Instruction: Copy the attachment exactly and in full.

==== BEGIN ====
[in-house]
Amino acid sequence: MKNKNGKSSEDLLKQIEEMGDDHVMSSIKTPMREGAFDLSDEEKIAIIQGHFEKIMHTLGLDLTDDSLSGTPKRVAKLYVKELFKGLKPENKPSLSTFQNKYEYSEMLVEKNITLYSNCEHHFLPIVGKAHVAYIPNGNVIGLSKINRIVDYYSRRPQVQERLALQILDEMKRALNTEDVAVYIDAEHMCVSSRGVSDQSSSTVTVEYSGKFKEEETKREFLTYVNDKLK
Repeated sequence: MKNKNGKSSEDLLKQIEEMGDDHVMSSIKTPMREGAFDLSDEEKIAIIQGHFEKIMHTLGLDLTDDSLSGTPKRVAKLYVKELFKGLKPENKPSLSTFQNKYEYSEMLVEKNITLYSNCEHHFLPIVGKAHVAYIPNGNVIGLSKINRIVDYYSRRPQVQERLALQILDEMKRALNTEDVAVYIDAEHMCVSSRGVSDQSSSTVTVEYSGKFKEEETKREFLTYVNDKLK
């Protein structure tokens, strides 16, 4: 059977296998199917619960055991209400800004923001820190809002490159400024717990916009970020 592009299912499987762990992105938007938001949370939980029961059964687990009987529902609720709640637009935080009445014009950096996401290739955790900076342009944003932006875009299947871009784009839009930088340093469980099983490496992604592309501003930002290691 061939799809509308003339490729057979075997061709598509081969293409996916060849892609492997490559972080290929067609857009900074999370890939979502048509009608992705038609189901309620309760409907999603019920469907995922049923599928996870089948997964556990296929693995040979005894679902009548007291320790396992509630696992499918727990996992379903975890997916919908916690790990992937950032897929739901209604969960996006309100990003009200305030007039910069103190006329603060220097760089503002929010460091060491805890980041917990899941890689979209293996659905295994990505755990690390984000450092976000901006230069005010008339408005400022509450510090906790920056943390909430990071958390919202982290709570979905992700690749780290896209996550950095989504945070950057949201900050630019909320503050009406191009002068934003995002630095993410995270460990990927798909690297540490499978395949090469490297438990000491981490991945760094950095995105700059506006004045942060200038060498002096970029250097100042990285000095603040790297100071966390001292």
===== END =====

[in-house]
Amino acid sequence: MKNKNGKSSEDLLKQIEEMGDDHVMSSIKTPMREGAFDLSDEEKIAIIQGHFEKIMHTLGLDLTDDSLSGTPKRVAKLYVKELFKGLKPENKPSLSTFQNKYEYSEMLVEKNITLYSNCEHHFLPIVGKAHVAYIPNGNVIGLSKINRIVDYYSRRPQVQERLALQILDEMKRALNTEDVAVYIDAEHMCVSSRGVSDQSSSTVTVEYSGKFKEEETKREFLTYVNDKLK
Repeated sequence: MKNKNGKSSEDLLKQIEEMGDDHVMSSIKTPMREGAFDLSDEEKIAIIQGHFEKIMHTLGLDLTDDSLSGTPKRVAKLYVKELFKGLKPENKPSLSTFQNKYEYSEMLVEKNITLYSNCEHHFLPIVGKAHVAYIPNGNVIGLSKINRIVDYYSRRPQVQERLALQILDEMKRALNTEDVAVYIDAEHMCVSSRGVSDQSSSTVTVEYSGKFKEEETKREFLTYVNDKLK
């Protein structure tokens, strides 16, 4: 059977296998199917619960055991209400800004923001820190809002490159400024717990916009970020 592009299912499987762990992105938007938001949370939980029961059964687990009987529902609720709640637009935080009445014009950096996401290739955790900076342009944003932006875009299947871009784009839009930088340093469980099983490496992604592309501003930002290691 061939799809509308003339490729057979075997061709598509081969293409996916060849892609492997490559972080290929067609857009900074999370890939979502048509009608992705038609189901309620309760409907999603019920469907995922049923599928996870089948997964556990296929693995040979005894679902009548007291320790396992509630696992499918727990996992379903975890997916919908916690790990992937950032897929739901209604969960996006309100990003009200305030007039910069103190006329603060220097760089503002929010460091060491805890980041917990899941890689979209293996659905295994990505755990690390984000450092976000901006230069005010008339408005400022509450510090906790920056943390909430990071958390919202982290709570979905992700690749780290896209996550950095989504945070950057949201900050630019909320503050009406191009002068934003995002630095993410995270460990990927798909690297540490499978395949090469490297438990000491981490991945760094950095995105700059506006004045942060200038060498002096970029250097100042990285000095603040790297100071966390001292």